Homemade cultured butter

Homemade cultured butter

Most of us take butter for granted as a store-bought convenience. But, like most dairy products, fresh and homemade butter is so much better!

My love affair with making my own dairy products started with my first batch of ricotta – an event that changed my cooking life. Until then, I just hadn’t realized how effortless it is to make fresh cheeses, crème fraîche or butter. But more importantly, it was a revelation to the taste buds – the flavor surpassed anything I’d ever bought in stores… even gourmet stores. And this homemade butter is no different. It is absolutely enchanting!

Of course, it all starts with the milk – or in this case, the cream. While testing this recipe, I tried creams from five different local dairy farms and the one that yielded the best results (in both flavor and texture) was from Ronnybrook Farm Dairy. Their pasteurized and un-homogenized cream is bursting with sweet, grassy aromas that are truly spectacular. I also found that using un-homogenized cream cut the churning time by at least half – one of the reasons I don’t give any times for this step, lest you get confused if your butter doesn’t form in a specified time. In fact, all the creams I tested took different times to churn. So in the video, I stop the machine at each stage to show exactly what the process looks like, rather than giving a time.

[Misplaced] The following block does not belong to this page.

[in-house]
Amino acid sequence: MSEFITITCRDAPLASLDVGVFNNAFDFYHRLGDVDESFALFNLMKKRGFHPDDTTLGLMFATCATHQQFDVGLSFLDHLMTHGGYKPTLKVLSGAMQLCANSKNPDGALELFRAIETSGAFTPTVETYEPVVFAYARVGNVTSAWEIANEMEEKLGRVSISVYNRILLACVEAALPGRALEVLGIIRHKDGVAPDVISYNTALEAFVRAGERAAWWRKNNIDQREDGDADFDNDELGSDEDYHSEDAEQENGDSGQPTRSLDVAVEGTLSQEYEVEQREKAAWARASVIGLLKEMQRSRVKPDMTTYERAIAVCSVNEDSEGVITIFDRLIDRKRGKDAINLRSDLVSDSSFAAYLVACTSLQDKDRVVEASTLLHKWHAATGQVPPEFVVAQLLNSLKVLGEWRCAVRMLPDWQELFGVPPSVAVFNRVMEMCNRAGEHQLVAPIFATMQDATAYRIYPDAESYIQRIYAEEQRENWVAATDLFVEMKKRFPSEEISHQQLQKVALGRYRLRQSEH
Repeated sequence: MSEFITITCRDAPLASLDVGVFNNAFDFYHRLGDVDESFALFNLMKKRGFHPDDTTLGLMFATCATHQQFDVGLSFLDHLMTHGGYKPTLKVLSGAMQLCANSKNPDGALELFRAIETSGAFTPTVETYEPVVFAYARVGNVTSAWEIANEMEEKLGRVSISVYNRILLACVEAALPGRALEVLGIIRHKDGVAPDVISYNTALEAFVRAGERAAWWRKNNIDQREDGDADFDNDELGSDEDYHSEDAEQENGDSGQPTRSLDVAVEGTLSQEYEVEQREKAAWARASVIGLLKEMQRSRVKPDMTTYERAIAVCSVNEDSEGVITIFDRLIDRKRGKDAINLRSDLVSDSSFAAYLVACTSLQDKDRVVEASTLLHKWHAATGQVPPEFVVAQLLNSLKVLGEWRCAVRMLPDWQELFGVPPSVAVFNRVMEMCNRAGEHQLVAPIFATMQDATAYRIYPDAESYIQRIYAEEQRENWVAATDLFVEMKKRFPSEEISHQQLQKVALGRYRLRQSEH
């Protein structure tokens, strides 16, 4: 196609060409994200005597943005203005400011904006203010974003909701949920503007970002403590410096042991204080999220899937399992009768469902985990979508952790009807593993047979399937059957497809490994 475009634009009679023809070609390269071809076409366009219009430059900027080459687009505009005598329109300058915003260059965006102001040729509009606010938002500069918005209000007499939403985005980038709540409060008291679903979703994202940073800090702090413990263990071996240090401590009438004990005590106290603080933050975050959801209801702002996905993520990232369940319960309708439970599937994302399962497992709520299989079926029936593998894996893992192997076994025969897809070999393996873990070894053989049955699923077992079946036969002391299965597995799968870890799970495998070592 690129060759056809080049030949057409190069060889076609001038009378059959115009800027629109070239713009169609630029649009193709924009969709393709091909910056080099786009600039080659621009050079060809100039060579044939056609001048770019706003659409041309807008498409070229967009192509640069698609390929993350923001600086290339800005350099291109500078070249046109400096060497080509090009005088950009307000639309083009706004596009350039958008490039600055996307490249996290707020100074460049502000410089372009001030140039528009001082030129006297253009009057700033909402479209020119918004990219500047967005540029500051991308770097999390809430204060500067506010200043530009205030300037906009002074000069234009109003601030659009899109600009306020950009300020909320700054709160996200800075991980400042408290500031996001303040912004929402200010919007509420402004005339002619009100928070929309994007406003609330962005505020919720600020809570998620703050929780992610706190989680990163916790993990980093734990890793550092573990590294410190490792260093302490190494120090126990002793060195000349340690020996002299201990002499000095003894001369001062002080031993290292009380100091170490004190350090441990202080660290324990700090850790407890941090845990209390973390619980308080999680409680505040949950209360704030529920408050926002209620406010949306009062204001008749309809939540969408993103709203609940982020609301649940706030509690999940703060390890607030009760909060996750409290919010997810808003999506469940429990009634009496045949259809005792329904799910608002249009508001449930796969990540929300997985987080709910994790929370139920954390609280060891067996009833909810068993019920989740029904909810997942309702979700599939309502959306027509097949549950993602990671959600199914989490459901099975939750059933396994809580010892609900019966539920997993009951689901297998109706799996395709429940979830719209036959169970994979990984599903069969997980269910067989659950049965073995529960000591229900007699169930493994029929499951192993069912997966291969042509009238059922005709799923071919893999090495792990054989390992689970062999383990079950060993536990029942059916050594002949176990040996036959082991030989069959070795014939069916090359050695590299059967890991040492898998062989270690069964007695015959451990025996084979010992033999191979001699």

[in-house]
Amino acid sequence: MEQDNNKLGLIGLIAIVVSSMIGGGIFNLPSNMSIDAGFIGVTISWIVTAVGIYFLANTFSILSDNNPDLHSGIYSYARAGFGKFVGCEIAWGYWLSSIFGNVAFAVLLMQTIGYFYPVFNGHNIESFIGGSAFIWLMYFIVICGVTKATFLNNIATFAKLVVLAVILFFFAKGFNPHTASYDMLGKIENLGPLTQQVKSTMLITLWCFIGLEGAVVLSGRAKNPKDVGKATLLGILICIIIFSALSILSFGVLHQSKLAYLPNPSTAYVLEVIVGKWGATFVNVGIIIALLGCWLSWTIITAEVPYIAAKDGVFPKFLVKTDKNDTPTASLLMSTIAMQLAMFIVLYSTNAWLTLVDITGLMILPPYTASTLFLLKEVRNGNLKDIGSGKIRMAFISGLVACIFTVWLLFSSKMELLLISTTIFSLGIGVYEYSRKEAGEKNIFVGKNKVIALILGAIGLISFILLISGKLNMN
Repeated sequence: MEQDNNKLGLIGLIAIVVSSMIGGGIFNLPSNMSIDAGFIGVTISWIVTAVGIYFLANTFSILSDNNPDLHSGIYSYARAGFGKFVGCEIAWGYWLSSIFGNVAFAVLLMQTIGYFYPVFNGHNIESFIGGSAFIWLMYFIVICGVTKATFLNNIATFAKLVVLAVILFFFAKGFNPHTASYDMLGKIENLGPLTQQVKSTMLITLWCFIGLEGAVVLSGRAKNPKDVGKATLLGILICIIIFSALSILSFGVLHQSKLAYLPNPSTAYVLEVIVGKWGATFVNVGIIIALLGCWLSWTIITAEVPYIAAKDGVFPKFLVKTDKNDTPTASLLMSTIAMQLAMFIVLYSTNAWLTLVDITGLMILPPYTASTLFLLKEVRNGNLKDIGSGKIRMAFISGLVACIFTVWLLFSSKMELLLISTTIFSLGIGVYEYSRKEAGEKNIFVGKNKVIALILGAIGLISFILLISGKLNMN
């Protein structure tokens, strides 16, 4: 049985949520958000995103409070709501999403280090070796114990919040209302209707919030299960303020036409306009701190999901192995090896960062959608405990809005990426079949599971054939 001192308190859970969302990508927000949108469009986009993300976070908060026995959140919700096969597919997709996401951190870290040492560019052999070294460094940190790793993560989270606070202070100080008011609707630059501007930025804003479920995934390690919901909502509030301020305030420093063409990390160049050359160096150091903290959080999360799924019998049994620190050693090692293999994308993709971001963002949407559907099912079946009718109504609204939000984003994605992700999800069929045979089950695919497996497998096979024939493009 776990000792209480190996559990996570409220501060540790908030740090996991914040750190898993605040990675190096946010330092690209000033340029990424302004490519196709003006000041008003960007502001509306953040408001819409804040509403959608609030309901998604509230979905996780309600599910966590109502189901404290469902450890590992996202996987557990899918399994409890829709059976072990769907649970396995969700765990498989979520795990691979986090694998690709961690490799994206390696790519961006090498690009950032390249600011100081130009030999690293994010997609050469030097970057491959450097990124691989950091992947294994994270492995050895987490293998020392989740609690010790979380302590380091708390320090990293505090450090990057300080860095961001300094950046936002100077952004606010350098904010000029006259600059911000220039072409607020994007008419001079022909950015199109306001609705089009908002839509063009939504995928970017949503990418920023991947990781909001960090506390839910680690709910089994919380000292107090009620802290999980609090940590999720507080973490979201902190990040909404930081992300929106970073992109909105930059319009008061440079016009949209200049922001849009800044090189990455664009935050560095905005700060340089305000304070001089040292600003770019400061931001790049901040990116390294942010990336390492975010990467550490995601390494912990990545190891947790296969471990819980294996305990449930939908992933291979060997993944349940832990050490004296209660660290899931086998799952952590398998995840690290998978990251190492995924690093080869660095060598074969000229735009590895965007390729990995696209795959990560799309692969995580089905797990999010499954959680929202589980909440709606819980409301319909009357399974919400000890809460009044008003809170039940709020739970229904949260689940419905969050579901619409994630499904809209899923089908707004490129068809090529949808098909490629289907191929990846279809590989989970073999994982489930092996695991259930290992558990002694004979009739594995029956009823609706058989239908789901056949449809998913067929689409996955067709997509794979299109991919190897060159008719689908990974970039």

What is cultured butter?

As a reminder, this recipe is for cultured butter, the kind that is highly aromatic and a bit sweet. Cultured butter is made in the same way as regular butter, except the cream is fermented before it is churned. (See step 1.) This process will take 24 to 48 hours, but it’s so worth it.

Storing your homemade butter

You’ll be able to enjoy your fresh, homemade butter as soon as you’ve made it. But eating 12 ounces of butter does take a bit of time, so I recommend packing it in small jars and freezing what you won’t be consuming within a few days. This way, the awesome flavor and freshness of your beautiful homemade butter will be preserved.

And let’s not forget that you’ll also end up with 2 cups of fresh buttermilk! It’ll stay fresh in the refrigerator for two weeks, and you’ll be able to make many delicious recipes with it… here are a few to inspire you.

Happy churning!

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Homemade cultured butter

makes 12 oz (340 g) sweet butter & 2 cups buttermilk
active time: about 20 min

  1. 4 cups heavy cream – pasteurized and un-homogenized (See Viviane’s tip)
  2. 1 package buttermilk culture C21
  3. 6 to 8 cups iced spring water
  1. butter muslin

  1. Step 1:camera icon Place the cream in a medium heavy-bottomed non-reactive saucepan and warm over low heat until it reaches 68°F (20°C). Remove pan from heat and sprinkle the culture over the whole surface of the cream. Let stand for 5 minutes to re-hydrate the culture. Then whisk the cream for 20 seconds to distribute the starter evenly. Transfer to a clean glass jar, cover and let stand undisturbed at room temperature for 12 to 24 hours until the cream has thickened. (Ambient temperature should be around 70°F (21°C). The cream will take longer to thicken at cooler temperatures.) Then refrigerate the cream for 12 to 24 hours.